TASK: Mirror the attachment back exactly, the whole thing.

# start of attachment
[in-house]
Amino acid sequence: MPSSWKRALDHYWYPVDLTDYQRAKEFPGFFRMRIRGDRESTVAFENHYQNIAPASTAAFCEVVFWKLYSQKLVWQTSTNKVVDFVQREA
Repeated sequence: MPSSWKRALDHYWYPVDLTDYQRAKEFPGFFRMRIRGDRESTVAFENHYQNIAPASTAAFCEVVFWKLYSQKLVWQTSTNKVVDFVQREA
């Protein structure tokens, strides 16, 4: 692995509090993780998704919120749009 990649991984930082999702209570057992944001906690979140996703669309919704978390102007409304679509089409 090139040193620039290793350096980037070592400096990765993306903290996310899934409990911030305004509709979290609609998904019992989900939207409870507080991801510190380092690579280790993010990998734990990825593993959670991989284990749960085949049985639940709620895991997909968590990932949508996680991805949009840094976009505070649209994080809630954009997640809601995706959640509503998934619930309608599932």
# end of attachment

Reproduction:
[in-house]
Amino acid sequence: MPSSWKRALDHYWYPVDLTDYQRAKEFPGFFRMRIRGDRESTVAFENHYQNIAPASTAAFCEVVFWKLYSQKLVWQTSTNKVVDFVQREA
Repeated sequence: MPSSWKRALDHYWYPVDLTDYQRAKEFPGFFRMRIRGDRESTVAFENHYQNIAPASTAAFCEVVFWKLYSQKLVWQTSTNKVVDFVQREA
């Protein structure tokens, strides 16, 4: 692995509090993780998704919120749009 990649991984930082999702209570057992944001906690979140996703669309919704978390102007409304679509089409 090139040193620039290793350096980037070592400096990765993306903290996310899934409990911030305004509709979290609609998904019992989900939207409870507080991801510190380092690579280790993010990998734990990825593993959670991989284990749960085949049985639940709620895991997909968590990932949508996680991805949009840094976009505070649209994080809630954009997640809601995706959640509503998934619930309608599932």